Introduction of Protista

In biology, we come to know that even the tiniest and the most insignificant organisms have substantial roles to play when it comes to sustaining living organisms. Protista is one such group of organisms that form a core aspect of cell organization in spite of being minuscule in structure and capacity. The kingdom Protista was proposed by Ernst Haeckel in 1866, who was a zoologist of German origin.


One of the most unique characteristics of protists is that their cell distribution is an organized one and they also consist of nucleus and organelles. The Protista kingdom can be deemed fit to be called "aquatic organisms".Since protists are members of the eukaryotic family, they have organelles that are membrane-bound and also a well-defined nucleus.


Background Information on Protista

The classification of five kingdoms was given by Robert Whittaker in 1969, and the Protista kingdom was a part of those five kingdoms. During that time, protists were regarded as unicellular eukaryotic organisms. But with time, the kingdom Protista expanded and even multicellular organisms found their place in that kingdom. 


A special characteristic of the organisms grouped under this kingdom is that all of those organisms have a simplified cellular structure devoid of extraneous tissues and organs. The number of protists that have been discovered ranges from approximately more than 200,000. In fact, a huge number of protists are yet to be discovered beside the already-discovered humongous number of protists. 


Since protists are aquatic organisms, they form their habitat mostly in watery areas. They form the foundational structure of the ecosystem by being the dominant producers. In addition to that, protists come in multifarious sizes ranging from minuscule organisms to humongous seaweeds that are capable of growing approximately 200 feet in height.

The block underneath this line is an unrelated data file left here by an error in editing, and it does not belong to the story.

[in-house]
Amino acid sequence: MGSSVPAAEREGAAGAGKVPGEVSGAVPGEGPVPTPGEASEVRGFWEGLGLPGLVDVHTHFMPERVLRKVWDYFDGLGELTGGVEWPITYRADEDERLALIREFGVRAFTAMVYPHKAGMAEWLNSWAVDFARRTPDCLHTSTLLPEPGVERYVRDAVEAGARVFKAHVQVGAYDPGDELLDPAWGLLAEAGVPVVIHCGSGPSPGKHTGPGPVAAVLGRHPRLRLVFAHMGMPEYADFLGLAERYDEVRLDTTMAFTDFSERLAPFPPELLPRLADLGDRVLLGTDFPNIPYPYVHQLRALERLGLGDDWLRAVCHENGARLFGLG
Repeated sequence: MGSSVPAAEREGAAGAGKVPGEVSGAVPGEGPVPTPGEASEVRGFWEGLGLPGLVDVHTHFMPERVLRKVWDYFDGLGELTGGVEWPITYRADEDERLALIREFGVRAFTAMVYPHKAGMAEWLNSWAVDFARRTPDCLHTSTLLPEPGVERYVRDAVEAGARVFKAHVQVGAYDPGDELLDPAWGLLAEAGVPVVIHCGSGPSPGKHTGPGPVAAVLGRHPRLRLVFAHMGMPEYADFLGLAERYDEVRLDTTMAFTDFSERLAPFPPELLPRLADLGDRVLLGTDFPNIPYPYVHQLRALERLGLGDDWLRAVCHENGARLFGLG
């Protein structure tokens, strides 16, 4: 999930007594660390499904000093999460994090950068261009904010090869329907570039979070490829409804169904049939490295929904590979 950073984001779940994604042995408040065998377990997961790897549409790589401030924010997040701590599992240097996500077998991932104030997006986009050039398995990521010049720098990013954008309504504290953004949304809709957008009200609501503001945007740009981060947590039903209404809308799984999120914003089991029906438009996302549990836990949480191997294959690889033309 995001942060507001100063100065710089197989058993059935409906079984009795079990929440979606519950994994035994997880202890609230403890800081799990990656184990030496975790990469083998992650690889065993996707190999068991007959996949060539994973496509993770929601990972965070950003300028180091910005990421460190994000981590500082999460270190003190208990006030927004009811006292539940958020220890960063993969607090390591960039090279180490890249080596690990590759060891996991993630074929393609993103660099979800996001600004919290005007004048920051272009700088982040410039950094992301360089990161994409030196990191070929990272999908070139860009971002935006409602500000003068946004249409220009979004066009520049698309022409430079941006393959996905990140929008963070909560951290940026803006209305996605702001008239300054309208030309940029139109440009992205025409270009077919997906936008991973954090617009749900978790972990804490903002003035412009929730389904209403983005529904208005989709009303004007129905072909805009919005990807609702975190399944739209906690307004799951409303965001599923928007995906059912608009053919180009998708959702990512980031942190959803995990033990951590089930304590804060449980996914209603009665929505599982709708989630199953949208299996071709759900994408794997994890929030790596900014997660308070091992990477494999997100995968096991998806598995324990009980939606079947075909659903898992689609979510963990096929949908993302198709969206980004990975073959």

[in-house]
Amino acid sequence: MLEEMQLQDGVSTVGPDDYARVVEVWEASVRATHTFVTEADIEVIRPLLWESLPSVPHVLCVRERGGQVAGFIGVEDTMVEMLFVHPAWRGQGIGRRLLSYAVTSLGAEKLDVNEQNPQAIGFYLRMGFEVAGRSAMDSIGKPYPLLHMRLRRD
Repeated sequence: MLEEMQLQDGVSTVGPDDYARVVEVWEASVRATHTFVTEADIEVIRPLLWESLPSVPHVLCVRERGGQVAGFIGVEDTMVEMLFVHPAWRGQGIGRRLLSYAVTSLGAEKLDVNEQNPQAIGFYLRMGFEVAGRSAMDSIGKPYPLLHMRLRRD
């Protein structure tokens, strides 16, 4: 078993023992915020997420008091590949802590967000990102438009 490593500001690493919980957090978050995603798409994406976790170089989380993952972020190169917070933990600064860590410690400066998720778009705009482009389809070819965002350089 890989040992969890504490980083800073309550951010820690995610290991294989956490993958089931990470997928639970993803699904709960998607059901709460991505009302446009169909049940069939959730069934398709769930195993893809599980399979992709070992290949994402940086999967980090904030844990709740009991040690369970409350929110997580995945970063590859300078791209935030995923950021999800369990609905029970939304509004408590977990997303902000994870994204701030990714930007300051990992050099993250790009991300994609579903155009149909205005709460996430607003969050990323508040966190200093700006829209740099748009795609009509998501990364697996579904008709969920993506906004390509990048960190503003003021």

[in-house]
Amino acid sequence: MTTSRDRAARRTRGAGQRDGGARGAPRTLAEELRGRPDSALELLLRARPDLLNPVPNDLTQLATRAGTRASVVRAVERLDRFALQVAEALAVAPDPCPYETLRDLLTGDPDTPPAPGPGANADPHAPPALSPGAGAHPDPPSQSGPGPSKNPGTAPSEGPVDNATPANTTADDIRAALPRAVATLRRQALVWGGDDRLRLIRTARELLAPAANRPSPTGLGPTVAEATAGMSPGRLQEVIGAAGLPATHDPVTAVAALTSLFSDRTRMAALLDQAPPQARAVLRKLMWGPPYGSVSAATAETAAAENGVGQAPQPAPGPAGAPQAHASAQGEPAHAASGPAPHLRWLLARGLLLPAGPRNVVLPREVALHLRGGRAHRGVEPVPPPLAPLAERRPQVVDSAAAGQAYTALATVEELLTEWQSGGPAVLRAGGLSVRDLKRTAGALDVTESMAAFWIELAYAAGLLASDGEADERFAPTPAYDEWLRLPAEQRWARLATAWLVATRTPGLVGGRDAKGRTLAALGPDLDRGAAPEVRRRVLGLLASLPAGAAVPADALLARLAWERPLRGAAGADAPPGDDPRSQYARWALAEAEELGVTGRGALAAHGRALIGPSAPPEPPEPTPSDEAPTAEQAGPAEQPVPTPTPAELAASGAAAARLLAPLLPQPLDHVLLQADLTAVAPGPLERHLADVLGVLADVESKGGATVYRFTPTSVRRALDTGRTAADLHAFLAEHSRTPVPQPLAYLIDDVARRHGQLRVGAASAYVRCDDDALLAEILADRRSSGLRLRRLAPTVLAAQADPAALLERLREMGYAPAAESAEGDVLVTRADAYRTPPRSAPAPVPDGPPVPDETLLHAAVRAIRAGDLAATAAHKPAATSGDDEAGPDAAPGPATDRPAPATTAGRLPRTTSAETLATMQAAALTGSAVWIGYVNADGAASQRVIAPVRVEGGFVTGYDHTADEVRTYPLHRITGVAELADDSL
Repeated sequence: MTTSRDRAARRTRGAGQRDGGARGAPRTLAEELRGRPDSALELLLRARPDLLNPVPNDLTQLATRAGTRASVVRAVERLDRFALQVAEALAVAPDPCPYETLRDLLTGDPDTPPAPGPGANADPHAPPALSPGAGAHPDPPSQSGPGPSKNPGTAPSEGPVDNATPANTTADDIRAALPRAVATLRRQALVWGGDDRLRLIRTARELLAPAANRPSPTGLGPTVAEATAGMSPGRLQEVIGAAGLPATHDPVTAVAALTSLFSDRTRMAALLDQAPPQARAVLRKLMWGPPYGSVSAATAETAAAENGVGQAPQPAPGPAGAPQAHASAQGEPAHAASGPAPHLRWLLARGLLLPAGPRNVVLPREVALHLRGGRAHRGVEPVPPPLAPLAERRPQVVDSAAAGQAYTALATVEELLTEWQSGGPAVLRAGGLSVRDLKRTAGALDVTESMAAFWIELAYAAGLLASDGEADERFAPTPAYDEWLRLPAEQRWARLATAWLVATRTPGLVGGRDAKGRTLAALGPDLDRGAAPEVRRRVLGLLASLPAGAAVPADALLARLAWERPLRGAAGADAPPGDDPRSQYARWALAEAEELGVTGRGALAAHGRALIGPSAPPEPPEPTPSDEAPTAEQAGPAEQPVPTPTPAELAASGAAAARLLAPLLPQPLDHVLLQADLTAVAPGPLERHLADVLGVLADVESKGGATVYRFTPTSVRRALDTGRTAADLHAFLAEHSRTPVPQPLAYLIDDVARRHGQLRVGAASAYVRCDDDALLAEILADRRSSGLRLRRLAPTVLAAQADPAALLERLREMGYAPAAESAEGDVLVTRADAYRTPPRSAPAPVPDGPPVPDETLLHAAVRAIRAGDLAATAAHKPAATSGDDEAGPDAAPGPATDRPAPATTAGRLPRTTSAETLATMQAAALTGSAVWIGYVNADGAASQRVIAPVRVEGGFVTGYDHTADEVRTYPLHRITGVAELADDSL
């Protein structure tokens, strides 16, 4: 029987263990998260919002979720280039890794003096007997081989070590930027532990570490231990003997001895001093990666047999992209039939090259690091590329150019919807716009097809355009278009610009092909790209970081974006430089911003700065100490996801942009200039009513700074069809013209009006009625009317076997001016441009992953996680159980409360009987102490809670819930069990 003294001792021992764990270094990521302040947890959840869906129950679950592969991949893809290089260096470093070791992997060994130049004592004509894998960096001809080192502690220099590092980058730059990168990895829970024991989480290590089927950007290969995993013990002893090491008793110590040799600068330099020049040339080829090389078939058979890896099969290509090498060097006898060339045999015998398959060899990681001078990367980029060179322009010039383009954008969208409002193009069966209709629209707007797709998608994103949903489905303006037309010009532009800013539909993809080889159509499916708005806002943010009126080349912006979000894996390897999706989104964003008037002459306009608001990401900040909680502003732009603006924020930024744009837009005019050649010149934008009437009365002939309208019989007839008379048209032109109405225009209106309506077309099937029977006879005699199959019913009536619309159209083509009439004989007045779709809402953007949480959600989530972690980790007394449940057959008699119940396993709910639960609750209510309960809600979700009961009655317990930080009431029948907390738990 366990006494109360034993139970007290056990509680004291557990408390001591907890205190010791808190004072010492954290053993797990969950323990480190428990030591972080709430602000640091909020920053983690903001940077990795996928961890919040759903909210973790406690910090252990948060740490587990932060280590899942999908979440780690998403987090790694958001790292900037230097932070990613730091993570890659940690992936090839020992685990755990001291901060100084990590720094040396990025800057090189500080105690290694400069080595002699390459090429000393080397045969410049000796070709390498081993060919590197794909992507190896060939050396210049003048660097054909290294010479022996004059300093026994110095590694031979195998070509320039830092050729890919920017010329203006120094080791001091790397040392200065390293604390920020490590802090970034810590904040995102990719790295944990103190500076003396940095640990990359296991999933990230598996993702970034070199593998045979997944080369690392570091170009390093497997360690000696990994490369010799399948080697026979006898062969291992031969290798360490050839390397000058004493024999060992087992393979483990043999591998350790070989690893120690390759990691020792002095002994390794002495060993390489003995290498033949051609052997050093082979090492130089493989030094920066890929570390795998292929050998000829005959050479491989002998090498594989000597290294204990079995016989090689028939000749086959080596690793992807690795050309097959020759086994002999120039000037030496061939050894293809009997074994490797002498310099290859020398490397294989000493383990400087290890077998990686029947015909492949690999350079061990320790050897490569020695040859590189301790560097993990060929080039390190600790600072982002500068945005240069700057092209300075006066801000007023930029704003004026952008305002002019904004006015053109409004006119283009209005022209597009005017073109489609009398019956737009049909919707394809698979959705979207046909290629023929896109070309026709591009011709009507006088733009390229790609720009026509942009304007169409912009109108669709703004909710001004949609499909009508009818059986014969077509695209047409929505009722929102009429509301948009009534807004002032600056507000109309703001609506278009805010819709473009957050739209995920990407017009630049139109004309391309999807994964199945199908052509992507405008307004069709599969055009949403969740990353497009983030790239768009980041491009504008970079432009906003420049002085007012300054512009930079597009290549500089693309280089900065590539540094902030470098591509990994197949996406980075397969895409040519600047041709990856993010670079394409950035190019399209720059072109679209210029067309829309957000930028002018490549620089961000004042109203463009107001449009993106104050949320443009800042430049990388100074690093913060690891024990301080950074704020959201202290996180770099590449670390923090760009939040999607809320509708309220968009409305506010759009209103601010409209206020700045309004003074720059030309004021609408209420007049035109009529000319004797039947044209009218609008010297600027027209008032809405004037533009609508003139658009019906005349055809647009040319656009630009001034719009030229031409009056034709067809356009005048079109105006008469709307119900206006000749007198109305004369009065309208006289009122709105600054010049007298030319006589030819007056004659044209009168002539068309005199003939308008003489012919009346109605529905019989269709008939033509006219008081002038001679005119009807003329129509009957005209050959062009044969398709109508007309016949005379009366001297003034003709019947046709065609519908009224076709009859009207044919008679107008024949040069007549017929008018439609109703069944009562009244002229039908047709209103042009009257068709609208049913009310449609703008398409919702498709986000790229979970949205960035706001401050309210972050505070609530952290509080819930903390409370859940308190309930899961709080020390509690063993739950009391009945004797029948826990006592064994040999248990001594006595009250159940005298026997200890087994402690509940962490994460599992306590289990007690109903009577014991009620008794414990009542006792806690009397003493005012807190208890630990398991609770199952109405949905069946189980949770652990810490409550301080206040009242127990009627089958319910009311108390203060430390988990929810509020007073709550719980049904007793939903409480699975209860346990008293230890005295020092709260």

Characteristics of Protista 

Since the kingdom of Protista is a diversified one, it is difficult to coherently characterize them in a simplified manner. The organisms that form a part of this kingdom are diverse and multifarious in terms of bodily structure, reproductive abilities, and nutrition.


However, the characteristics of Protista can be summarised in the following manner:

  • While some organisms may be unicellular, some others may be colonial or multicellular.

  • Since protists are a part of the eukaryotic kingdoms, their organisational structure can be varied. For instance, protists have multiple organelles that also include a nucleus, mitochondria, plastids, food vacuoles, and flagella.

  • One of the defining characteristics of protista is that they are capable of both sexual and asexual reproduction.

  • Protists are free-living organisms, but they are also capable of living interdependently with another organism.

  • The relationship between a protist and another organism is either a collaborative one or a parasitic one. In a collaborative relationship, both of them benefit from each other, whereas in a parasitic relationship, the protist is deriving the benefit by feeding off the host.

  • Usually, there are two different sides to protists - one side is beneficial to humans, while the other side harms them in the form of dangerous, life-threatening diseases. Protists are the bedrock of the food chain where they form a vital part of the plankton aquatic system.

  • Protists have the dual characteristics of both mobility and immobility. While some protists are ambulatory as they use cilia, flagella, and pseudopodia as fake feet to commute, some of them are stationary as well.

  • Another characteristic of protists is that they can be both autotrophic, that is, preparing their own food, and heterotrophic, that is, acquiring outside sources of nutrition. For example, Euglena performs mixotrophic nutrition as both holotropic (where the organism captures and ingests the food) and saprotrophic (where the organism releases enzymes that convert organic matter into simpler products) modes of nutrition can be observed in them. 


Classification of Protista

The categorization of protists is done on the basis of their nutritional habits, mobility and modes of reproduction. They can be broadly classified into three categories: 

  1. Protozoan protists

  2. Photosynthetic protists or Protist algae